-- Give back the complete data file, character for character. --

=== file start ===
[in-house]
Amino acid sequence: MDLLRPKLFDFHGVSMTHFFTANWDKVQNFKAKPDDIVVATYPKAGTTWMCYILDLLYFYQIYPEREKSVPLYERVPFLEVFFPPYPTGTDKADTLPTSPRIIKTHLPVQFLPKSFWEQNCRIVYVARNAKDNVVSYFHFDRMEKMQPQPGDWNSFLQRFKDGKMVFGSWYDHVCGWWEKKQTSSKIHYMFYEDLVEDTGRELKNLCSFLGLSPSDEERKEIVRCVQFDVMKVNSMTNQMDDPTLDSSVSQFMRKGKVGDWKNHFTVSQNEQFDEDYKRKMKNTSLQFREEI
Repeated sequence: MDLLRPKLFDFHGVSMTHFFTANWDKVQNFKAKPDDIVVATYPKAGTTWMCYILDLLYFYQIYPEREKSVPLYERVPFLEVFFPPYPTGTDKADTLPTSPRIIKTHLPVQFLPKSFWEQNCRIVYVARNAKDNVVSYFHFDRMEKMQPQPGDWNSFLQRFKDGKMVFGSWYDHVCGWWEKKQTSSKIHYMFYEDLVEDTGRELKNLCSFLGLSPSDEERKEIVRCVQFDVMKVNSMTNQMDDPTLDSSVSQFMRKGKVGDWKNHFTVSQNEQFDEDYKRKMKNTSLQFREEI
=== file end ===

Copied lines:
[in-house]
Amino acid sequence: MDLLRPKLFDFHGVSMTHFFTANWDKVQNFKAKPDDIVVATYPKAGTTWMCYILDLLYFYQIYPEREKSVPLYERVPFLEVFFPPYPTGTDKADTLPTSPRIIKTHLPVQFLPKSFWEQNCRIVYVARNAKDNVVSYFHFDRMEKMQPQPGDWNSFLQRFKDGKMVFGSWYDHVCGWWEKKQTSSKIHYMFYEDLVEDTGRELKNLCSFLGLSPSDEERKEIVRCVQFDVMKVNSMTNQMDDPTLDSSVSQFMRKGKVGDWKNHFTVSQNEQFDEDYKRKMKNTSLQFREEI
Repeated sequence: MDLLRPKLFDFHGVSMTHFFTANWDKVQNFKAKPDDIVVATYPKAGTTWMCYILDLLYFYQIYPEREKSVPLYERVPFLEVFFPPYPTGTDKADTLPTSPRIIKTHLPVQFLPKSFWEQNCRIVYVARNAKDNVVSYFHFDRMEKMQPQPGDWNSFLQRFKDGKMVFGSWYDHVCGWWEKKQTSSKIHYMFYEDLVEDTGRELKNLCSFLGLSPSDEERKEIVRCVQFDVMKVNSMTNQMDDPTLDSSVSQFMRKGKVGDWKNHFTVSQNEQFDEDYKRKMKNTSLQFREEI